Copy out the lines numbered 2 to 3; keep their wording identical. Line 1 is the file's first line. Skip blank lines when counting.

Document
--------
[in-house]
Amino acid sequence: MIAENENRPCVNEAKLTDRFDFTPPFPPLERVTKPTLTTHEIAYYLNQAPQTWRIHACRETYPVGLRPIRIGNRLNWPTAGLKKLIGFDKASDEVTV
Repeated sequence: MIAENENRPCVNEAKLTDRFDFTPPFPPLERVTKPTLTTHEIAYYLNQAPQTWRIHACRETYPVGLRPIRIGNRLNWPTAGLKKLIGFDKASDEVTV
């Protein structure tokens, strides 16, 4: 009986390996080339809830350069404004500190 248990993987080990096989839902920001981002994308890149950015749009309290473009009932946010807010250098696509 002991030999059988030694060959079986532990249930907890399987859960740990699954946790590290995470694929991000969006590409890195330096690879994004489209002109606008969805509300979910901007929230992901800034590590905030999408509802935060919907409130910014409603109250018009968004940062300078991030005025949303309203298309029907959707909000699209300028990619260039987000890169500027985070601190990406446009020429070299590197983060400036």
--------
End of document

Amino acid sequence: MIAENENRPCVNEAKLTDRFDFTPPFPPLERVTKPTLTTHEIAYYLNQAPQTWRIHACRETYPVGLRPIRIGNRLNWPTAGLKKLIGFDKASDEVTV
Repeated sequence: MIAENENRPCVNEAKLTDRFDFTPPFPPLERVTKPTLTTHEIAYYLNQAPQTWRIHACRETYPVGLRPIRIGNRLNWPTAGLKKLIGFDKASDEVTV